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  15. Utilitarianism with a Humean Face.Elizabeth Ashford - 2005 - Hume Studies 31 (1):63-92.
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  16. Hume on the Standard of Morals.R. F. Atkinson - 1976 - Southwestern Journal of Philosophy 7 (2):25-44.
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  17. Hume: A Very Short Introduction.Alfred Ayer - 2000 - Oxford University Press UK.
    Hume is one of the greatest of all British philosophers, and even in his own lifetime was celebrated as one of the pivotal figures of the Enlightenment. Hume's 'naturalist' approach to a wide variety of philosophical topics resulted in highly original theories about perception, self-identity, causation, morality, politics, and religion, all of which are discussed in this stimulating introduction by A J Ayer, himself one of the twentieth century's most important philosophers. Ayer also gives an account of Hume's fascinating life (...)
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  18. Hume: A Collection of Critical Essays. [REVIEW]R. J. B. - 1967 - Review of Metaphysics 20 (3):555-556.
  19. D. HUME, "Scritti morali".A. Babolin - 1973 - Rivista di Filosofia Neo-Scolastica 65:406.
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  20. Hume and the Politics of Reason. [REVIEW]Wilfried K. Backhaus - 1992 - Dialogue 31 (1):65-.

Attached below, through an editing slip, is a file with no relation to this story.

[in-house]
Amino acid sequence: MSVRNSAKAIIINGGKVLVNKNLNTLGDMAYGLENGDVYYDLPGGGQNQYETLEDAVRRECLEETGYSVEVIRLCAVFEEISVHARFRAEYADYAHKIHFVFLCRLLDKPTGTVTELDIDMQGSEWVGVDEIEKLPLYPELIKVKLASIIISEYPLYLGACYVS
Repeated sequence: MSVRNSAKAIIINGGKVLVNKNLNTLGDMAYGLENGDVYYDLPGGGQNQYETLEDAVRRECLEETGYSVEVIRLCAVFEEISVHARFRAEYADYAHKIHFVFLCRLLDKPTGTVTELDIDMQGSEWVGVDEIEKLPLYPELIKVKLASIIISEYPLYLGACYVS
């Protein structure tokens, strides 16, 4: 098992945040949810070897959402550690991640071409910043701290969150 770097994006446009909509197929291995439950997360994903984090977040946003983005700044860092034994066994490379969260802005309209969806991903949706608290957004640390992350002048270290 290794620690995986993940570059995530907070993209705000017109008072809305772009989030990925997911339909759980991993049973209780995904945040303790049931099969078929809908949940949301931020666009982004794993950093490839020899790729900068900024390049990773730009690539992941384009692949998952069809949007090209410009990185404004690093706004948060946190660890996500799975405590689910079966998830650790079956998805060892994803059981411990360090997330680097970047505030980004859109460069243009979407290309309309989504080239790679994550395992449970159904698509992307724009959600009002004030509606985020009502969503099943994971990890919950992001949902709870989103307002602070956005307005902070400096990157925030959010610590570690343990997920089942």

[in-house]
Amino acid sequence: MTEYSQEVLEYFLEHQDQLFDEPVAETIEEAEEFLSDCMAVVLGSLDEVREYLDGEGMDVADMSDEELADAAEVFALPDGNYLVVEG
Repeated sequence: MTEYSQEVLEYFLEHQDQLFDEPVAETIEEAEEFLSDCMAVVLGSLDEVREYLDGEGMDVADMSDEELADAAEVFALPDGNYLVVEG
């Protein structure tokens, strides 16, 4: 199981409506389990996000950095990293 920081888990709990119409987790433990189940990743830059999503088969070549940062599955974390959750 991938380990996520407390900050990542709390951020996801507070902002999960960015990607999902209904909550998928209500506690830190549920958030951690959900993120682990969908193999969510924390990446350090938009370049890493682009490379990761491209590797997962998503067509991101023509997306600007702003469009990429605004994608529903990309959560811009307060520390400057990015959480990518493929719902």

John W. Danfor's position in David Hume and the Politics of Reason is refreshing and insightful but may be disturbing to those holding a more traditional view of Hume. The approach taken is highly accessible to those outside of the narrower circle of Humean scholarship; as well it is challenging to those who specialize in Hume's philosophy. I find that I am in general agreement with the overall thrust of Danford's work, which puts Hume's epistemological interests in the context of (...)
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  21. Hume on Women's Complexion.A. Baier - 1990 - In Jones (ed.), The Science of Man in the Scottish Enlightenment.
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  22. Hume's Morality: Feeling and Fabrication, by Rachel Cohon. [REVIEW]A. C. Baier - 2010 - Mind 119 (474):462-468.
    (No abstract is available for this citation).
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  23. Kinds of Virtue Theorist : A Response to Christina Swanson.Annette Baier - 2010 - In Charles R. Pigden (ed.), Hume on Motivation and Virtue. Palgrave-Macmillan.
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  24. The Cautious Jealous Virtue: Hume on Justice.Annette Baier - 2010 - Harvard University Press.
    The Cautious Jealous Virtue is an illuminating meditation that will interest not only Hume scholars but also those interested in the issues of justice and in ...
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  25. Hume's Account of Social Artifice-its Origins and Originality.Annette Baier - 1988 - Ethics 98 (4):757-778.
  26. Hume's Account of Our Absurd Passions.Annette Baier - 1982 - Journal of Philosophy 79 (11):643-651.
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  27. Frankena and Hume on Points of View.Annette Baier - 1981 - The Monist 64 (3):342-358.